He wants their full attention. Both lines of the first verse of the psalm say the same thing: "Listen up!" The words, "perceive by the ear" means to listen, hear. To "incline your ear" means to "put yourself in the position to hear God." Both phrases are a poetic way of saying: get ready to tune in or, listen up!
The passage also indicates that there's a posture to preaching. As listeners we take a proactive role in listening to the sermon. We are to lean into what we're hearing. This also means that listening means doing. Both phrases have the emphasis of "to be obedient to." What Israel heard God say, they were to do.
Charles Stanley, the television preacher tells his listeners, "Now, listen!" God wants our attention—he wants the attention, the ears, of his listeners. We've seen people cup their ears in order to capture sound. God wants his listeners to cup their ears to hear what he has to say in his word when they listen to preaching.
We don't merely hear what the preacher is saying, we lean into what is being said. Our bodies are like metal and the speaker is the magnet and we are drawn into what is being said. We lean into what God is saying by devoting our attention to his Word. We are focused on what is being said.
Nothing else matters now. All distractions are pushed to the side. We lean into what he is saying through the preacher, through the Word. As listeners we want to do what God wants us to do. We're leaning into his will and way as we listen, lean into and obediently do what he wants us to do.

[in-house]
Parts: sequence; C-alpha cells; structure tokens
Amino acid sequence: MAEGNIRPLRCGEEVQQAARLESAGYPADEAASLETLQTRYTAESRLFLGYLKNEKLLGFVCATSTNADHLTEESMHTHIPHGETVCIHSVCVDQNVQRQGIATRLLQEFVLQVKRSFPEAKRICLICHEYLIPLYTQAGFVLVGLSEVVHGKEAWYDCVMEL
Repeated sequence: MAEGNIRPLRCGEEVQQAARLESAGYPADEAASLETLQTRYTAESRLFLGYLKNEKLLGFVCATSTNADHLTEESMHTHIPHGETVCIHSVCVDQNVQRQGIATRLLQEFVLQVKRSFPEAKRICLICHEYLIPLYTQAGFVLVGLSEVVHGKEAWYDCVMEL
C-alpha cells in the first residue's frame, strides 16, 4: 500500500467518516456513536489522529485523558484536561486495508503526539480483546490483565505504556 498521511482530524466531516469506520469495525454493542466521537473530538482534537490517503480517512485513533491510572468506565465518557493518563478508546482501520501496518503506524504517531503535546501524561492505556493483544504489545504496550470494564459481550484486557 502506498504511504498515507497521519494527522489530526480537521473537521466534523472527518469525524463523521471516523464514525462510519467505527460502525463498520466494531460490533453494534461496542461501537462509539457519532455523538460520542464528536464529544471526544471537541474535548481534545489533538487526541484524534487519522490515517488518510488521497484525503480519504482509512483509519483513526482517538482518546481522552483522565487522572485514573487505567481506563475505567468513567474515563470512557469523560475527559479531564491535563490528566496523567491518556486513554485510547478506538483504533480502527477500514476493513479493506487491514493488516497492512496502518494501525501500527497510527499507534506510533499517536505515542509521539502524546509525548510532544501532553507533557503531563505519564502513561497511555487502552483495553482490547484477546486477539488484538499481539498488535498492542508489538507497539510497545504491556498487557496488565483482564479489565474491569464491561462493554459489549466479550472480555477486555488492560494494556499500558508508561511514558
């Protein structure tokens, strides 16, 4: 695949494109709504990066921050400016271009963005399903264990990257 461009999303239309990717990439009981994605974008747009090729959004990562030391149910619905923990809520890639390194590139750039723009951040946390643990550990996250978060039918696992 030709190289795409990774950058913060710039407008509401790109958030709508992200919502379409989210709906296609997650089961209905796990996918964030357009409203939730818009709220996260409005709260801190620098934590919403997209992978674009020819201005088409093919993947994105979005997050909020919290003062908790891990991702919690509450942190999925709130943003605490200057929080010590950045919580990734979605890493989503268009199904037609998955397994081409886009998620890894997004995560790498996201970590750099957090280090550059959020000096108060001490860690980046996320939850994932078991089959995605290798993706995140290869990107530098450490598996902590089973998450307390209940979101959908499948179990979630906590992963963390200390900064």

Don't tell me to listen!
Some of us really don't like to be told what to do. We'd rather not have anyone tell us what to do, even if it is God. We may not want to hear what God has to say because of what's happening or happened in our lives. Life may have dealt us a bad hand.
There's too much interference around us that gets in the way of what God says. We face job stress, family tension, care for aging parents, worry about health, money concerns, worries about our children or spouse. We're not sure what to do. These concerns seem to insulate us from grappling with what God wants from us—and what we want from God.